Mr Dyantyi highlighted the constitutional powers afforded to the National Assembly to deal with its internal processes and business, including public access. He cautioned against opening these revisions to public comment as they dealt with the internal business of the Houses as opposed to the other legislative functions which were more outward-facing and with a direct bearing on the public, such as dealing with legislation. The issue of time limitations was another factor to consider.
He turned to “points of order” noting that what happened on the floor in view of the public is often what brought Parliament into disrepute. He raised the Eastern Cape practice where it should be more explicit that points of order should not be allowed when the President is addressing the House. This would avoid disruption and enable decorum to return to the House.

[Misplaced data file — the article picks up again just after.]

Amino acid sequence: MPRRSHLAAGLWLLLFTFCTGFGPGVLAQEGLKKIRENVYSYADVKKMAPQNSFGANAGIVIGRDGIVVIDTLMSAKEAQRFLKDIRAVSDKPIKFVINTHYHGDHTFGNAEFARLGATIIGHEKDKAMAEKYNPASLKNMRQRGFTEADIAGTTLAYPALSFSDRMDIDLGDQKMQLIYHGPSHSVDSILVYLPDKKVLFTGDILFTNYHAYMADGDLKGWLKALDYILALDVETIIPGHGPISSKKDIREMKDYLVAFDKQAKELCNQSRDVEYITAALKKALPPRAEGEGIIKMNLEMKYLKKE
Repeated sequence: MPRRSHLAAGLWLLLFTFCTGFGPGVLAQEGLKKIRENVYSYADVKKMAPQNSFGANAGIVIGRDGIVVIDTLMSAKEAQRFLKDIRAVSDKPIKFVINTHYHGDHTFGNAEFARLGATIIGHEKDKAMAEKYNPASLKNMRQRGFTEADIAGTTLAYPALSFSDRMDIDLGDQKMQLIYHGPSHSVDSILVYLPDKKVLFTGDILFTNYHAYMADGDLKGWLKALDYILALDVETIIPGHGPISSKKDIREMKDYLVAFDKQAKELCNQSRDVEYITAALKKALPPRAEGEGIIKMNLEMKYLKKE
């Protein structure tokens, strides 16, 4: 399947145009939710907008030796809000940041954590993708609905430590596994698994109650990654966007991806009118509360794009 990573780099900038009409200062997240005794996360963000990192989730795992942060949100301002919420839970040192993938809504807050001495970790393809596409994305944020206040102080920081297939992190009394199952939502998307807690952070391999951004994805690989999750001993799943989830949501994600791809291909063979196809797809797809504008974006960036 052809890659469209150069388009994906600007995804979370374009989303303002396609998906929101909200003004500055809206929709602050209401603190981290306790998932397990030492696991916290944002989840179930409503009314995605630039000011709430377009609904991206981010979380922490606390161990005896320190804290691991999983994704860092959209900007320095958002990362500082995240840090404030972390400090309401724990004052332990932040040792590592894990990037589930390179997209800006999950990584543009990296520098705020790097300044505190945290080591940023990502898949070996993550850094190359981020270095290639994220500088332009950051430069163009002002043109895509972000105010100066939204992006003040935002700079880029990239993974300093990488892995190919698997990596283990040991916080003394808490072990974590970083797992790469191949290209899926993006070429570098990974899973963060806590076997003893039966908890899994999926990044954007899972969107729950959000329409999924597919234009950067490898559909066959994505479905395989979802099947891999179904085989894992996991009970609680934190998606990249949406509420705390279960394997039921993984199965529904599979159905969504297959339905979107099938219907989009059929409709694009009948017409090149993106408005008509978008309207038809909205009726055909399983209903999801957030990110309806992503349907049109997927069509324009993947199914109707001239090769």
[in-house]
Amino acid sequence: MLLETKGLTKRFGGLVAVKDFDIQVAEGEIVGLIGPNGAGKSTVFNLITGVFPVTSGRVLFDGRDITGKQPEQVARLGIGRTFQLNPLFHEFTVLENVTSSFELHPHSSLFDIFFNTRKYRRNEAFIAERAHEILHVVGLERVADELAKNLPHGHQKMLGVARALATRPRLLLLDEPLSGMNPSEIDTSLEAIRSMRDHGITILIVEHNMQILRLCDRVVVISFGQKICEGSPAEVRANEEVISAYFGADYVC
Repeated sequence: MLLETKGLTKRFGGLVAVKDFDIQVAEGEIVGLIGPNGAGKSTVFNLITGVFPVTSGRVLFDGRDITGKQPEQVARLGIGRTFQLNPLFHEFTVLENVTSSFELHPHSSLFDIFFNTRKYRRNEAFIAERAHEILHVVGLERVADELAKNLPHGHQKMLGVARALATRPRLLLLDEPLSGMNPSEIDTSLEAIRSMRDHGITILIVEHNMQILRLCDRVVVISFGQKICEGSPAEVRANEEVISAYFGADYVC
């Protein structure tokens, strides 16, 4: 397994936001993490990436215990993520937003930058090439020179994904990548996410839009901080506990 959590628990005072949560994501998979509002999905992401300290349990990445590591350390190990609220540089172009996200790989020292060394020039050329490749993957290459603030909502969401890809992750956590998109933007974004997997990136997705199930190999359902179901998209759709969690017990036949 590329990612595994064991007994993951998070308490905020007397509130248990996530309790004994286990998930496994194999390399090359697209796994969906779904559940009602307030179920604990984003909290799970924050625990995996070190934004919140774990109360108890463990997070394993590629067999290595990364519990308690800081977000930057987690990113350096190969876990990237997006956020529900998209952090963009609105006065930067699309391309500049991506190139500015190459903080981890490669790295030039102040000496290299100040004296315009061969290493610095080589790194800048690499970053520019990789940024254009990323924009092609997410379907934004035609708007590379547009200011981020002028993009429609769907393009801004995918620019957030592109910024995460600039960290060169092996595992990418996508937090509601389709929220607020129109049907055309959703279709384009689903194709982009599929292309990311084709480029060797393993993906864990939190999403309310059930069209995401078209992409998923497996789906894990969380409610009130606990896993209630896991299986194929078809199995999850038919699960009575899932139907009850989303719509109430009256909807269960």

Ms C Labuschagne (DA, Western Cape) raised a lacuna in the Joint Rules experienced during the Fifth Parliament regarding Bills returned to Parliament by the President causing some procedural problems as the Joint Rules were not clear. She proposed finding time to look at this ahead of the Seventh Parliament.
Co-Chairperson Dlakude agreed with the need to adopt the revised Joint Rules ahead of the 2024 SONA because one did not want disruptions as always experienced during SONA.
Mr Xaso noted the point on “unforeseen eventualities”, explaining it was used in 2021/22 regarding the fire. The Act referred to the Powers and Privileges Act. He noted the point on written questions. The team would consider revisions required to the Joint Rules on Bills returned by the President – this would be contained in revisions to the chapter on legislation.